Congratulations, Hoangan, Henry and Vlad! Thanks to Mr Blair Mahoney for organising this opportunity for our students.

Is texting your main form of communication? How to have a conversation face-to-face

(This post is based on a session run as part of Ten Minute Tuesdays.)

Of course, we all have face-to-face conversations every day. But how skilled are we in the art of conversation?

Celeste Headlee has worked as a radio host for decades, and she knows the ingredients of a great conversation: Honesty, brevity, clarity and a healthy amount of listening. In this insightful talk, she shares 10 useful rules for having better conversations. “Go out, talk to people, listen to people,” she says. “And, most importantly, be prepared to be amazed.”

 

Here are the 10 basic rules Celeste has shared:

  1. Don’t multitask. Be present, be in that moment. Don’t be thinking about other things.
  2. Don’t pontificate  True listening means setting aside yourself, your personal opinions.
  3. Use open-ended questions. Who/what/where/why/how? Otherwise you’ll get yes/no answers (boring).
  4. Go with the flow. While the other person is talking, we remember things about ourselves and then we stop listening because we’re waiting for the opportunity to say our stories. Let them go.
  5. If you don’t know, say that you don’t know.
  6. Don’t equate your experience with theirs. Don’t talk about your own experiences. All experiences are individual. It is not about you. You don’t need that moment to prove how amazing you are or how much you’ve suffered.
  7. Try not to repeat yourself. It’s condescending and it’s boring. Don’t keep rephrasing your point.
  8. Forget the details. Don’t talk about the days, dates, names. People don’t care.
  9. Listen. If your mouth is open, you’re not learning (Buddha). Most of us don’t listen with the intent to understand, we listen with the intent to reply.
  10. Be brief.

Be interested in other people. Be prepared to be amazed.

Thanks to those who came to the session; it was great to see your spirited conversations following our discussion after the TED talk. Some photos for your pleasure:

Comic Con(versation)

Seeing new books and helping select them for the library is always a winning activity and this week students from the Book Club, Library Assistants group,  some year 12 students  and a few keen teachers have all helped review some wonderful new comics, anime and graphic novels for the library collection. Titles chosen range from Super Heros (Welcome Wonder Woman and Ms Marvel), a few more in the Marvel Star Wars range, Blanket (this had been on my list for some time) Nimona,  The Fifth Beatle and many more.

As much as possible we try to purchase locally and from within Australia. All Star Comics based in Melbourne are one of our suppliers who are able to drop tubs of treasure for us to choose from.

 

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Students talking about the comics and popular series as well as sneakily reading a few titles before they are returned.

 

 

 

Out and about

Each year the staff and a small group of student leaders from the four selective high schools are given the opportunity to meet, this year it was Suzanne Cory’s turn to host. For many of us it was a longer commute than usual but we were so warmly welcomed it compensated for the early start.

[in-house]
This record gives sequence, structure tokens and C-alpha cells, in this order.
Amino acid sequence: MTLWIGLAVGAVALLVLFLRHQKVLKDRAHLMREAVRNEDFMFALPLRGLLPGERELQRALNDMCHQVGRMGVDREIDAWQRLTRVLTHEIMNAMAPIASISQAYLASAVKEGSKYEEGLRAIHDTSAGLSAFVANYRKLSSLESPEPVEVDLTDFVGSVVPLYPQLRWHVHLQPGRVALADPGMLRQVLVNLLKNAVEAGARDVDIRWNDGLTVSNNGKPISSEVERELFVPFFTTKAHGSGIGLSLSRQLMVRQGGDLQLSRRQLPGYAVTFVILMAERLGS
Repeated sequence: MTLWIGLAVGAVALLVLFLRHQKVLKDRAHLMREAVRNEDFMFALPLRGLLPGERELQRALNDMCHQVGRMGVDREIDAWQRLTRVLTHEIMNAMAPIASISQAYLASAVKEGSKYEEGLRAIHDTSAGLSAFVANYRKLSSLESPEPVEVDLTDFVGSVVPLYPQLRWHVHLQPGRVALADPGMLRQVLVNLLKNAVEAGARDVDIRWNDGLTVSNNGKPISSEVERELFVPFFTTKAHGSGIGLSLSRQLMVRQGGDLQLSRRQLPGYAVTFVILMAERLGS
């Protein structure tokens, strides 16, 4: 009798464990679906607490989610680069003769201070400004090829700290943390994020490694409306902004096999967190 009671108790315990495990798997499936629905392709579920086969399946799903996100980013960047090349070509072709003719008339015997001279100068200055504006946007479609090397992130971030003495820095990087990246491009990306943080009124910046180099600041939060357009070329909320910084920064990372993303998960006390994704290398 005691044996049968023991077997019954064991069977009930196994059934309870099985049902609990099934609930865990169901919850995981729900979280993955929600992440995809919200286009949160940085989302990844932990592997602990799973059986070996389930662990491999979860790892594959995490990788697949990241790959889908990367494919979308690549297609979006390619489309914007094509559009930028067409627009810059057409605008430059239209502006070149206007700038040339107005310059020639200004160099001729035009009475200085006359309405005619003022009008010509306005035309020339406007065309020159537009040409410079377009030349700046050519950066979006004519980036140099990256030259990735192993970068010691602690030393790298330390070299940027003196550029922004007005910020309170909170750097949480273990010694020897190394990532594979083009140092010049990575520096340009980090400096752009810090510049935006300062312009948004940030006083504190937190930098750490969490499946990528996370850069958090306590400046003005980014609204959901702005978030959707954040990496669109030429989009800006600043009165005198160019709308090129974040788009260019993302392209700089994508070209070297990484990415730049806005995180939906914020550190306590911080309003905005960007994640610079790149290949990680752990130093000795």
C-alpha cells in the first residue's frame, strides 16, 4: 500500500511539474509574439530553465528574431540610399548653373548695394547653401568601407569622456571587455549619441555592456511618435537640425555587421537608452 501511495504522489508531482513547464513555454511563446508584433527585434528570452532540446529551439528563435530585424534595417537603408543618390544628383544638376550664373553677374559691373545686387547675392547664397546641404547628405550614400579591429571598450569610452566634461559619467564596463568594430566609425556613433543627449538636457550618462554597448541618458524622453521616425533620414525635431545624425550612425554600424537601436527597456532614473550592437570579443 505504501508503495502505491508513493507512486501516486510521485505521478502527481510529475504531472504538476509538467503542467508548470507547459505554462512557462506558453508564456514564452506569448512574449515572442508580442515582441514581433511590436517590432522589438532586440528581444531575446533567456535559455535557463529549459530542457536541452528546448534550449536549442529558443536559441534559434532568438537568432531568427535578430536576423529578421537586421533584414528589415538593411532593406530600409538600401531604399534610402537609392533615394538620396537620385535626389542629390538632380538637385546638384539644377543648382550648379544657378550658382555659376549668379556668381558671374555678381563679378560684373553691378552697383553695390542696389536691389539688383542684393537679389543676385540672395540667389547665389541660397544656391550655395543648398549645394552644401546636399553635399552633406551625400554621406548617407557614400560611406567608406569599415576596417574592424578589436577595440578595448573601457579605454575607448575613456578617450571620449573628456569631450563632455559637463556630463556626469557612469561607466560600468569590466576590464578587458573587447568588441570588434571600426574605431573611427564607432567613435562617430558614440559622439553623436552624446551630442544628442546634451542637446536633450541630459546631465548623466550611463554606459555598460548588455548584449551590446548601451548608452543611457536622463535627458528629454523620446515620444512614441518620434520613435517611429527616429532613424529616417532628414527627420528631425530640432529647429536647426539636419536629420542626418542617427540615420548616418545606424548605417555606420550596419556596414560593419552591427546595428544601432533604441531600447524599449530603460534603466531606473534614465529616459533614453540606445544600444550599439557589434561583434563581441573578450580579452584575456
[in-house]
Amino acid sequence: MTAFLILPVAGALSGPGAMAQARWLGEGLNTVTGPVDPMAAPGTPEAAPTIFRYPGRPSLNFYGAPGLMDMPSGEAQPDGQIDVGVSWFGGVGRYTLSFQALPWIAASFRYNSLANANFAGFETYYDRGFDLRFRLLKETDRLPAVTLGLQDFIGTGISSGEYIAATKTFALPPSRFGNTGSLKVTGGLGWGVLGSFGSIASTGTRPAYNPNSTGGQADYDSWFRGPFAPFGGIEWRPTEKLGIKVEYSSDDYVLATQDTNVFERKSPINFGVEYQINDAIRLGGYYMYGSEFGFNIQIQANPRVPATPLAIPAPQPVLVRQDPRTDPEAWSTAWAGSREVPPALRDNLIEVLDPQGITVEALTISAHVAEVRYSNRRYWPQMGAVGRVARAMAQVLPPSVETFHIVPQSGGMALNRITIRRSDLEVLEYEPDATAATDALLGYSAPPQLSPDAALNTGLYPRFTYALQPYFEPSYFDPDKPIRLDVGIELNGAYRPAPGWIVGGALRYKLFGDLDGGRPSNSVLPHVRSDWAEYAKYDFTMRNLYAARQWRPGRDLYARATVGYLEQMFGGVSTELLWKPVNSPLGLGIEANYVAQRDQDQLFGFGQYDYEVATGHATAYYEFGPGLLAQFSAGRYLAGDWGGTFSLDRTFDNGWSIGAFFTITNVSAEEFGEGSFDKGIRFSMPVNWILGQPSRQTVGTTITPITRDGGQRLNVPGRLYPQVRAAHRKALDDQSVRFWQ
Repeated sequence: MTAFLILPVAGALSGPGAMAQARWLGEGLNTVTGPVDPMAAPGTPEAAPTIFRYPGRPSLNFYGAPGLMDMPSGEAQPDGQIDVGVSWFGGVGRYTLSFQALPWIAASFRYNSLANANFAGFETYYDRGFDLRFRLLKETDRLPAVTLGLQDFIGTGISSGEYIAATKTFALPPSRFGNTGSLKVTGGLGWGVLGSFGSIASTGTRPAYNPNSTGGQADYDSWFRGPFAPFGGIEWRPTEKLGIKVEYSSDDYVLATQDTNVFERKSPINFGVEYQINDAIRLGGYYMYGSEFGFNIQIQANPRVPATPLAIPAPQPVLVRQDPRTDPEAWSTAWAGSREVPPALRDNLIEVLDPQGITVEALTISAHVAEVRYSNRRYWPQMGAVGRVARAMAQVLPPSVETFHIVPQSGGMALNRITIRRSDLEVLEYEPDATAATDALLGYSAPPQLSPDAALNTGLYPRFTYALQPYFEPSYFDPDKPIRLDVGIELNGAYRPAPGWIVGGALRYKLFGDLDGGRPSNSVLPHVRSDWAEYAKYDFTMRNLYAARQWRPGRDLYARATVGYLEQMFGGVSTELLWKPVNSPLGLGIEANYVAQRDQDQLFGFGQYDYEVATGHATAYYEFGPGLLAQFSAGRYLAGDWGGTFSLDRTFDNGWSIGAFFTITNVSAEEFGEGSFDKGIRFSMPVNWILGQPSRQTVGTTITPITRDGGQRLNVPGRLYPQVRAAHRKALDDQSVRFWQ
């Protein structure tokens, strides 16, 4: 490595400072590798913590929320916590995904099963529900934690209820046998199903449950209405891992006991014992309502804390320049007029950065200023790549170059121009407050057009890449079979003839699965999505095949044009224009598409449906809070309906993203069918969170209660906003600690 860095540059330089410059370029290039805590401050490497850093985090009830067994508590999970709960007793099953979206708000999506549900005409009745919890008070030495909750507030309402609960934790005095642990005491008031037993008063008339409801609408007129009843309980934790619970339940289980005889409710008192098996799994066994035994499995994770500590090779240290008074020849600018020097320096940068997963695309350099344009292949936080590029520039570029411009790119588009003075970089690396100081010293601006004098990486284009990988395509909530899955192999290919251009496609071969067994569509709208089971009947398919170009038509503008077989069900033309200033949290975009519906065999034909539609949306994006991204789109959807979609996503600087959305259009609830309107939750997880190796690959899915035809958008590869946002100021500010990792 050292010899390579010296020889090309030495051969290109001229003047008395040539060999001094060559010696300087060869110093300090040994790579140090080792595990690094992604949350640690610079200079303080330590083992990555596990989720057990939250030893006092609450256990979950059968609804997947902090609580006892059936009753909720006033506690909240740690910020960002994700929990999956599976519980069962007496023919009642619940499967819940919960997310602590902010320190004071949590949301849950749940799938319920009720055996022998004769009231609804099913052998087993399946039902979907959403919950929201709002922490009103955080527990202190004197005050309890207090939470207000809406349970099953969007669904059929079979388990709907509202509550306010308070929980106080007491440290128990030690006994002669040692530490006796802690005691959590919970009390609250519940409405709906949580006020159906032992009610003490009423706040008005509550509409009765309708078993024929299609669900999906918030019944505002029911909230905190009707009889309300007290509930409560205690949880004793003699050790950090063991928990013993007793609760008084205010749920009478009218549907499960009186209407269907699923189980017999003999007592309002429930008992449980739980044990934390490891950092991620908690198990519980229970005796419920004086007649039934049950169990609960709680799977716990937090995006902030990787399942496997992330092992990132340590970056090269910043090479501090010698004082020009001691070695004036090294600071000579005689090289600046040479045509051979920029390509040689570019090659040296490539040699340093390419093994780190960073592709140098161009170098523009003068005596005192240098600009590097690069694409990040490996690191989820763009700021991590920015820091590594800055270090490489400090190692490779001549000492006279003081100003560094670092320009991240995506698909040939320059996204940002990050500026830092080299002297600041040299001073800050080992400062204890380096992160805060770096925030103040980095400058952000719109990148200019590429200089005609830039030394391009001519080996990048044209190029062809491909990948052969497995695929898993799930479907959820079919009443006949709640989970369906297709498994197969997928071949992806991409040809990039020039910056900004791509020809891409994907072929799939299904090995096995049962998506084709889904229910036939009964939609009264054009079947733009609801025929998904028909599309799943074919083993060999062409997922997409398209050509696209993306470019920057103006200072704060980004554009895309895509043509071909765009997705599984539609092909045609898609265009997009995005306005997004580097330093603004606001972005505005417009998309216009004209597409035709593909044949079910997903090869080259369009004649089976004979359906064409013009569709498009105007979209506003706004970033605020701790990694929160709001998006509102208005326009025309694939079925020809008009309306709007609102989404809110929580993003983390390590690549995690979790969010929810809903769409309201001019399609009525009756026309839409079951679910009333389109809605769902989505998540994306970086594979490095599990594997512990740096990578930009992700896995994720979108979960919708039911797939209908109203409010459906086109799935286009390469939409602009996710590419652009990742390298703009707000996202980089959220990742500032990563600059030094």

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The keynote speaker, Mark Donaldson VC told of his experiences in the Afghanistan  war and what lead him into a military life. It was honest account and he stressed his ability to focus and think under pressure. These attributes literally lead to his survival, and to him saving the lives of others. It is hard to impress a room of over 500 teachers but he did it.

Mark holding his biography, The Crossroad, signed for a student.

It was with a great deal of pride students from Suzanne Cory also took teachers on tours, sharing the highlights of learning at their school.

 

The day included the opportunity for faculties to meet. For the library team it was especially delightful to visit another library, to share ideas and concerns. Paul Byrne, Head of Library at Suzanne Cory ran a practical session on encouraging wider reading using games and  fun activities. He had us participate in a student  activity,  matching the book cover with the blurb. Most of us will be taking this idea and using it this term as it resulted in lots of discussion and interaction.

Concluding the day we were challenged by Prof. Shirely Alexander, Vice Chancellor of University of Technology Sydney, who discussed the University’s radical change to their approach to learning. The motivation behind this change is a focus on the skills and knowledge students of the future will need for an ever changing workforce. We were amused by the list of job titles she showed us for jobs of the future and a few librarians among us could see us using our skills to become Nostalgists; helping people sort their collections/memorabilia and telling their story.

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We wish to extend our thanks to our host school and the many presenters and facilitators. Thank you also to those who attended from other schools – it was lovely to see you.